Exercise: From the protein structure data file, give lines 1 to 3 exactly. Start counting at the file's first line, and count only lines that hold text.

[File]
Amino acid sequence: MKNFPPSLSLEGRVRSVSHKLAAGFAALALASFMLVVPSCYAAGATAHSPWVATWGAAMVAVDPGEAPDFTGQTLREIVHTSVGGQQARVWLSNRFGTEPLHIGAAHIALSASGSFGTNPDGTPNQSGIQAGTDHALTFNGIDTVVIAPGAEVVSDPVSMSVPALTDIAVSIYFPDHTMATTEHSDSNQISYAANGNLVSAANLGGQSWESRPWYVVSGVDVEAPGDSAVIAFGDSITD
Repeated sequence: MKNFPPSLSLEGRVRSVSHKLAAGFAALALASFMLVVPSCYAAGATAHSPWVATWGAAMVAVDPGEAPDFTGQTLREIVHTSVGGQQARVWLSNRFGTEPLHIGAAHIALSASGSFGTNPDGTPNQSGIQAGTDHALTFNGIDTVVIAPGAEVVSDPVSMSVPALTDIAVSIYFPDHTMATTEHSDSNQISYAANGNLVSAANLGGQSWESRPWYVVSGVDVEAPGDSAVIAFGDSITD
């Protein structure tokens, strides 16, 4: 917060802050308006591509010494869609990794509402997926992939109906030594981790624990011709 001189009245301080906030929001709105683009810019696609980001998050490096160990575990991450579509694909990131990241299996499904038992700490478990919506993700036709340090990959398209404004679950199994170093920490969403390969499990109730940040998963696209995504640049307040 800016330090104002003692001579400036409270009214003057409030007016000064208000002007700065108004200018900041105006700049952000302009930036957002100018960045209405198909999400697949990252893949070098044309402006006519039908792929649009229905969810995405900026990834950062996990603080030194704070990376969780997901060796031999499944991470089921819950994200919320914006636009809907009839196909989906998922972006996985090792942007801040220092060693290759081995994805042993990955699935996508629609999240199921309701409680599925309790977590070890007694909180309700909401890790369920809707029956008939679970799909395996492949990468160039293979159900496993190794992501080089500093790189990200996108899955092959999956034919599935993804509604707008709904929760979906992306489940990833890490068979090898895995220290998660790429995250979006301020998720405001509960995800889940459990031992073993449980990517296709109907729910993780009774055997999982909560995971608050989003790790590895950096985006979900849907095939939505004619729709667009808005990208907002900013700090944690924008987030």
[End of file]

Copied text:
Amino acid sequence: MKNFPPSLSLEGRVRSVSHKLAAGFAALALASFMLVVPSCYAAGATAHSPWVATWGAAMVAVDPGEAPDFTGQTLREIVHTSVGGQQARVWLSNRFGTEPLHIGAAHIALSASGSFGTNPDGTPNQSGIQAGTDHALTFNGIDTVVIAPGAEVVSDPVSMSVPALTDIAVSIYFPDHTMATTEHSDSNQISYAANGNLVSAANLGGQSWESRPWYVVSGVDVEAPGDSAVIAFGDSITD
Repeated sequence: MKNFPPSLSLEGRVRSVSHKLAAGFAALALASFMLVVPSCYAAGATAHSPWVATWGAAMVAVDPGEAPDFTGQTLREIVHTSVGGQQARVWLSNRFGTEPLHIGAAHIALSASGSFGTNPDGTPNQSGIQAGTDHALTFNGIDTVVIAPGAEVVSDPVSMSVPALTDIAVSIYFPDHTMATTEHSDSNQISYAANGNLVSAANLGGQSWESRPWYVVSGVDVEAPGDSAVIAFGDSITD
């Protein structure tokens, strides 16, 4: 917060802050308006591509010494869609990794509402997926992939109906030594981790624990011709 001189009245301080906030929001709105683009810019696609980001998050490096160990575990991450579509694909990131990241299996499904038992700490478990919506993700036709340090990959398209404004679950199994170093920490969403390969499990109730940040998963696209995504640049307040 800016330090104002003692001579400036409270009214003057409030007016000064208000002007700065108004200018900041105006700049952000302009930036957002100018960045209405198909999400697949990252893949070098044309402006006519039908792929649009229905969810995405900026990834950062996990603080030194704070990376969780997901060796031999499944991470089921819950994200919320914006636009809907009839196909989906998922972006996985090792942007801040220092060693290759081995994805042993990955699935996508629609999240199921309701409680599925309790977590070890007694909180309700909401890790369920809707029956008939679970799909395996492949990468160039293979159900496993190794992501080089500093790189990200996108899955092959999956034919599935993804509604707008709904929760979906992306489940990833890490068979090898895995220290998660790429995250979006301020998720405001509960995800889940459990031992073993449980990517296709109907729910993780009774055997999982909560995971608050989003790790590895950096985006979900849907095939939505004619729709667009808005990208907002900013700090944690924008987030």